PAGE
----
Houston Health Department confirms mumps at Houston ICE facility

HOUSTON – The Houston Health Department (HHD) confirms seven mumps cases at an U.S. Immigration and Customs Enforcement (ICE) facility in Houston. All seven individuals are adult detainees who were detained during their infectious period. There is no evidence the disease was transmitted to anyone outside of the facility.

“Since these individuals were isolated inside the facility during the period they were infectious, we do not anticipate these cases posing a threat to the community,” said Dr. David Persse, Houston’s local health authority and EMS medical director.“

HHD is working with the facility on infection control methods and will conduct an on-site visit in the coming days.

Mumps is a vaccine-preventable contagious disease caused by a virus. It typically starts with a few days of fever, headache, muscle aches, tiredness, and loss of appetite, followed by swollen salivary glands.

Those experiencing symptoms of mumps or any highly contagious disease should immediately contact their doctor. Most people recover from mumps without serious complications.

Mumps can be prevented with two doses of measles, mumps and rubella (MMR) vaccine. Children should receive the first dose at 12 to 15 months of age, and the second dose at 4 through 6 years of age. Two doses of the vaccine are 88 percent effective against mumps.*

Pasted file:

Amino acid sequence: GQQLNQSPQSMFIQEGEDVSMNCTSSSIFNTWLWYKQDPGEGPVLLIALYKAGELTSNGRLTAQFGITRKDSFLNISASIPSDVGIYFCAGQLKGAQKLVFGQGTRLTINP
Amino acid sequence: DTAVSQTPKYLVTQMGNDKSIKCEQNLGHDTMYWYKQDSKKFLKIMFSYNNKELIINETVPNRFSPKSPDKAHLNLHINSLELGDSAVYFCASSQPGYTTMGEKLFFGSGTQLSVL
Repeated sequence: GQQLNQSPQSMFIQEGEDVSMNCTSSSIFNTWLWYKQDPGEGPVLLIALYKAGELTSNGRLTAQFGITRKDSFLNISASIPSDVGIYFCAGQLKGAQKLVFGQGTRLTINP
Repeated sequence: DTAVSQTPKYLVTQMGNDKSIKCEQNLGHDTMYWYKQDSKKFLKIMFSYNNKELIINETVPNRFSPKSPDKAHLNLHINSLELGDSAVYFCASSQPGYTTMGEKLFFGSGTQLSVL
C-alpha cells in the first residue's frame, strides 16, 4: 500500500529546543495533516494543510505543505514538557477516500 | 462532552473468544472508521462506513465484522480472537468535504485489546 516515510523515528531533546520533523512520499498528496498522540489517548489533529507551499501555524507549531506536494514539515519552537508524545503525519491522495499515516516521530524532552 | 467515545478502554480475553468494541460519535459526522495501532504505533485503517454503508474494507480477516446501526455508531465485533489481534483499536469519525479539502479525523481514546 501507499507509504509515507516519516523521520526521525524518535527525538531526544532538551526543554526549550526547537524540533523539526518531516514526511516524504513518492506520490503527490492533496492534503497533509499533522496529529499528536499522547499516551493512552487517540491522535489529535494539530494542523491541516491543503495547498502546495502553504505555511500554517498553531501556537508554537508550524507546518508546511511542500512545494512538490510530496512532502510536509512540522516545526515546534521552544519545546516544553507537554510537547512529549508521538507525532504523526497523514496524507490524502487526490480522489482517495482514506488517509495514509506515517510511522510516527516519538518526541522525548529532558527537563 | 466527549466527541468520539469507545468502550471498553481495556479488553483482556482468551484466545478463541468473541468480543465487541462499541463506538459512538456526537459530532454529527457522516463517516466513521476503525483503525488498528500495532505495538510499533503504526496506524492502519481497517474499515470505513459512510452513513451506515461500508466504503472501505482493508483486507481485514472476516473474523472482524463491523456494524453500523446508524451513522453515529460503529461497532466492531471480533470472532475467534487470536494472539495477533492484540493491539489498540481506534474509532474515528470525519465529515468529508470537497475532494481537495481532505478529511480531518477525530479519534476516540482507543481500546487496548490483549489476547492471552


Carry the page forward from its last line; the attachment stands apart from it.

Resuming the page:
CDC considers people who received two doses of MMR vaccine as children according to the U.S. vaccination schedule protected for life.

“Properly vaccinating your children isn’t just about protecting your child, it’s about protecting your entire family and your community,” Dr. Persse continued.

While rare, mumps outbreaks have previously occurred in the state and Houston region.

MEDIA AVAILABILITY: Dr. David Persse, Houston’s local health authority and EMS medical director, will be available for interviews today (Feb. 9) at 2 p.m. at the Houston Health Department, 8000 N. Stadium Drive in Houston.

*Two doses of the MMR vaccine are 88 percent effective against mumps and 97 percent effective against measles. The original version of this news release did not attribute the percentage to one of the diseases.

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